There is a practice here in Istanbul where little shanty structures are built in the middle of the night. The reason for this is that the property laws in Istanbul make it very difficult for a structure to be torn down once it is built (or in the process of being built). As long as the frame or a wall or something is standing, the structure can not be taken down. Property laws in these cases are no help to the property owner. Once the structure is up, whether the builders own the property or not, it is most likely staying up. These little shanty homes are often very small, only consisting of one room at first and then expanded to (maybe) two or three, and unstable as they are built using whatever materials can be afforded or found. Gültepe is a district in Istanbul where a lot of these simple midnight structures can be seen.

Our mission started off harmless enough. One of my classmates needed to go to a “squatter neighborhood” as that is what she is writing an article on. So, she, myself, another classmate and an interpreter risked life and limb as we were whisked off in a minibus and taken to Gültepe in search of squatters and their squats. What we found, was not what we would normally define as a squatter neighborhood or a slum (the visual references that we have of slums, India’s slums for example, paint a very different picture than what we saw), but instead was a very poor neighborhood filled with crumbling homes and dilapidated structures.

We set right to work, photographing, soaking in the visuals, the sounds, the smells and, of course, looking for people to interview. I was surprised by how willing people were to talk to us, as we are clearly foreigners, and by how open and almost excited they were to have us take their pictures. My classmate who is doing the story immediately set to work interviewing families, with the help of an interpreter, while my other classmate and I took pictures and played with the rather gregarious and curious children.

All seemed to be going well. We were getting interviews, taking pictures, meeting families, entertaining children – we were being journalists.  Then things began to unravel. We had happened upon one of these shanty houses and my classmate decided that she wanted to knock on the door and see if anyone was home and if she could interview them. Well, it turns out that the shanty home was actually two shanties that were connected and we were pretty quickly approached by the many people that lived in them. I didn’t do the interviews (it was not my assignment, I was just tagging along) so I do not know how many of them were family or friends or neighbors, but what I do know that their arrival marked the downward spiral that was about to ensue.

My classmate started interviewing and all seemed to be going well. She had gained access to the homes of the subjects and they were cooperating nicely with answering questions and being photographed. They wanted us to see their homes, they wanted us to sit with them, they wanted us to have dinner with them – all very nice gestures. Then it happened. One of the ladies that my classmate was interviewing start to do her pitch, ending with the thought that we should give her some money to help her out (as a journalist, you are ethically not supposed to do anything that could be interpreted as bribery for a subject’s cooperation). After that awkward moment, we were invited to sit with a large group of women outside one of the homes. And it got worse from there.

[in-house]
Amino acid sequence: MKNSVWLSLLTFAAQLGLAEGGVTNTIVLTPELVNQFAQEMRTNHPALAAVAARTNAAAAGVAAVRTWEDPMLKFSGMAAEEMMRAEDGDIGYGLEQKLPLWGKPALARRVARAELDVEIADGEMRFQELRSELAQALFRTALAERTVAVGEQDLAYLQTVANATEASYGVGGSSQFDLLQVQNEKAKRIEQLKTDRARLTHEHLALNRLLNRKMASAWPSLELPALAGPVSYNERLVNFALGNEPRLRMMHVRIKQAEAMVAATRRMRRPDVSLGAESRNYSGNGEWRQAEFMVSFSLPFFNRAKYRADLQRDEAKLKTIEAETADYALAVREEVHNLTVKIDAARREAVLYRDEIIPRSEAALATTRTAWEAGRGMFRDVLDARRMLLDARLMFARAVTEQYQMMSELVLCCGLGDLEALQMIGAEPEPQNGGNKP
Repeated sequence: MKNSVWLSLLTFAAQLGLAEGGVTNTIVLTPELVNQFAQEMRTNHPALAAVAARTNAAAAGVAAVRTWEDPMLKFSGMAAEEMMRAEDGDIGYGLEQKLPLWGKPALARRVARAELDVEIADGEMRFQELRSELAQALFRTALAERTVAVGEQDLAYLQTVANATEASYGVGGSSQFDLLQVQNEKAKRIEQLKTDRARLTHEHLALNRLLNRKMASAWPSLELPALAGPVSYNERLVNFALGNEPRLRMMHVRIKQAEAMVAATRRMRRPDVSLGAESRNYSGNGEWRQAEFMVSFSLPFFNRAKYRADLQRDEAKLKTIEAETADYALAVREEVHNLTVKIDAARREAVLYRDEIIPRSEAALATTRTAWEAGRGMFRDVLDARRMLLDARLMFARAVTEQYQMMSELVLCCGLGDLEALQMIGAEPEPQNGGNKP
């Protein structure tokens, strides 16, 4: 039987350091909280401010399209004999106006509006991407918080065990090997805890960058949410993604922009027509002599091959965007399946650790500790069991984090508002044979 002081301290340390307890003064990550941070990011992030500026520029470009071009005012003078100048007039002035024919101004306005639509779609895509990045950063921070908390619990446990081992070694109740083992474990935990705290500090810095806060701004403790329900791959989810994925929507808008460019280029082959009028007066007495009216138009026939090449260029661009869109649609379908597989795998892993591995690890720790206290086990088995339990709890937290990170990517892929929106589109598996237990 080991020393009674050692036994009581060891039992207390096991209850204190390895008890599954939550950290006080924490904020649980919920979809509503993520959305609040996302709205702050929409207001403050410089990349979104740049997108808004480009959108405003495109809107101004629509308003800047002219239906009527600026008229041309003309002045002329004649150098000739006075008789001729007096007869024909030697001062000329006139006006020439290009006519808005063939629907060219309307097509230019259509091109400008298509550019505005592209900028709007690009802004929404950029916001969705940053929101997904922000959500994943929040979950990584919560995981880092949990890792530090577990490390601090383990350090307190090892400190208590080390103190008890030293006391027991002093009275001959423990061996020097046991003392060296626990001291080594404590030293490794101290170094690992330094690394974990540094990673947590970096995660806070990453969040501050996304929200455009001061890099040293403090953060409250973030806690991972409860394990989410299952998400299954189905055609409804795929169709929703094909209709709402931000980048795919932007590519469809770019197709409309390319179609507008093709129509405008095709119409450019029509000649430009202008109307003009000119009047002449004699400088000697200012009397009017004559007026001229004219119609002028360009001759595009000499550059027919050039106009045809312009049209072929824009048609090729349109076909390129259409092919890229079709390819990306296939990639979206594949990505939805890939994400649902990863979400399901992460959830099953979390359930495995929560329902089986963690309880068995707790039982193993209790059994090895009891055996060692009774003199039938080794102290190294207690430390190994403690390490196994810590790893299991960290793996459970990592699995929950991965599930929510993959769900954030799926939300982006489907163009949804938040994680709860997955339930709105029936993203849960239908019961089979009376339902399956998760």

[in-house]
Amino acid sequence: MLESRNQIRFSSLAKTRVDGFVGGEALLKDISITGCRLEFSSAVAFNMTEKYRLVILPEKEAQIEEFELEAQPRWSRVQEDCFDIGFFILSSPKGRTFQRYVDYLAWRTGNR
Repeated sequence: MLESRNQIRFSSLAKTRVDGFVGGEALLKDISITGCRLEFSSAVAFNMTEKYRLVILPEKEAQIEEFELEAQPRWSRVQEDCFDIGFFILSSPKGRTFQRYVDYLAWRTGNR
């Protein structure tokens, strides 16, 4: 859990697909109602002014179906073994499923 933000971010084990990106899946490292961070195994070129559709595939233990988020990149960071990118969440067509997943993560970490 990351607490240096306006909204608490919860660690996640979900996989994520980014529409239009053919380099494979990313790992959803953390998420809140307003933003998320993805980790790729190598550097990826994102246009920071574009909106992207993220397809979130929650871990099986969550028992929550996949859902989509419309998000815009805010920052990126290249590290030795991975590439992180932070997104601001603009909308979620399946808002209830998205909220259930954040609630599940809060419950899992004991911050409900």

We encountered among this group of women, an evil spirited young woman, who was clearly less than thrilled and most likely embarrassed by our presence. She began to say really rude and insulting comments to me and one of my classmates. We sat there and smiled as she insulted us (we wanted to ensure that our other classmate got what she needed for her article), met her hostility with kindness, and tried to laugh it off. However, nerves were hit, feelings were hurt, and we walked away from the experience feeling deflated and confused.

As a person who really does try to adhere to the “Golden Rule” I was hurt by the way I was treated, especially because it was so unnecessary and unwarranted. That being said, I have chosen a profession in which I am sure I will encounter more than snippy comments and hurtful words. I guess it’s time to “suck it up”.

The experience was not a complete loss. I got a few photos that I really love out of it and I got to make some children smile and laugh. Below are some of my favorites:

This man was great. He was sitting up against a wall on a square of carpet with his wife, who really wanted us to photograph them. His face has such character and his body language was so simple and calm and his eyes were black and deep. I imagine this man had some very interesting stories to tell…

I thought this chair was pretty awesome….

Such a pretty little girl. And although subdued in the picture, she was quite energetic and her laugh was wild and contagious.

This is the last image and perhaps one of the favorites of my trip so far.

So, That’s the end of my Gültepe experience.

Peace and Love.

  1. Nice to see you moving around freely to catch such nice portraits and still lifes. How are things going with the “multimedia” stuff they’re supposed to teach you over there?

    • It’s going… I have one multimedia project that I am doing while I am here. The other is a written profile piece, which I am working on right now. I haven’t started the multimedia piece yet, but that will be happening later this week or early next week. I am so intimidated by the video/sound stuff! However, our multimedia teacher is really great, so I am sure I will be learning a lot.

  2. Cool, there are in fact some good points on this article a few of my visitors may find this useful, I’ll post a link, thanks.

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